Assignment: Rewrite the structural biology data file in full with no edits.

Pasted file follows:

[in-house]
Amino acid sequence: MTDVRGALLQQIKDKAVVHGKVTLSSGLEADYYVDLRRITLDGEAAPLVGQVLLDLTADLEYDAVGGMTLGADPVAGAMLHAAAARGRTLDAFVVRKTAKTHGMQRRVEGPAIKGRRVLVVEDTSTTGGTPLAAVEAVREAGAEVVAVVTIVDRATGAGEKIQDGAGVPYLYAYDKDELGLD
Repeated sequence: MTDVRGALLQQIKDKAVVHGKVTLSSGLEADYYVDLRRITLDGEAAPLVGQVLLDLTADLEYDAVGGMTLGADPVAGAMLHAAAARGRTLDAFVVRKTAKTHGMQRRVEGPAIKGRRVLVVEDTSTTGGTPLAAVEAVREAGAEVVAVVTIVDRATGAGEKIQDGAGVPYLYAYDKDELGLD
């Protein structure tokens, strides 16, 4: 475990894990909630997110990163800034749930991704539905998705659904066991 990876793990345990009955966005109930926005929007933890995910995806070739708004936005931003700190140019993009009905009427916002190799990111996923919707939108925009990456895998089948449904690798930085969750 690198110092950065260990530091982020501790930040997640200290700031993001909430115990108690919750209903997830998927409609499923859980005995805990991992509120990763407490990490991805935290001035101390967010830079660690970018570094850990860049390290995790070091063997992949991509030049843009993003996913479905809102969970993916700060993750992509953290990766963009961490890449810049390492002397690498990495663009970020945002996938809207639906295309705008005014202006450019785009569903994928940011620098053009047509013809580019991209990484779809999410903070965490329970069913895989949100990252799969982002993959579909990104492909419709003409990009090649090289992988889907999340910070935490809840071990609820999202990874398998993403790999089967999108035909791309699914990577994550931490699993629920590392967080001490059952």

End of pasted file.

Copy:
[in-house]
Amino acid sequence: MTDVRGALLQQIKDKAVVHGKVTLSSGLEADYYVDLRRITLDGEAAPLVGQVLLDLTADLEYDAVGGMTLGADPVAGAMLHAAAARGRTLDAFVVRKTAKTHGMQRRVEGPAIKGRRVLVVEDTSTTGGTPLAAVEAVREAGAEVVAVVTIVDRATGAGEKIQDGAGVPYLYAYDKDELGLD
Repeated sequence: MTDVRGALLQQIKDKAVVHGKVTLSSGLEADYYVDLRRITLDGEAAPLVGQVLLDLTADLEYDAVGGMTLGADPVAGAMLHAAAARGRTLDAFVVRKTAKTHGMQRRVEGPAIKGRRVLVVEDTSTTGGTPLAAVEAVREAGAEVVAVVTIVDRATGAGEKIQDGAGVPYLYAYDKDELGLD
């Protein structure tokens, strides 16, 4: 475990894990909630997110990163800034749930991704539905998705659904066991 990876793990345990009955966005109930926005929007933890995910995806070739708004936005931003700190140019993009009905009427916002190799990111996923919707939108925009990456895998089948449904690798930085969750 690198110092950065260990530091982020501790930040997640200290700031993001909430115990108690919750209903997830998927409609499923859980005995805990991992509120990763407490990490991805935290001035101390967010830079660690970018570094850990860049390290995790070091063997992949991509030049843009993003996913479905809102969970993916700060993750992509953290990766963009961490890449810049390492002397690498990495663009970020945002996938809207639906295309705008005014202006450019785009569903994928940011620098053009047509013809580019991209990484779809999410903070965490329970069913895989949100990252799969982002993959579909990104492909419709003409990009090649090289992988889907999340910070935490809840071990609820999202990874398998993403790999089967999108035909791309699914990577994550931490699993629920590392967080001490059952």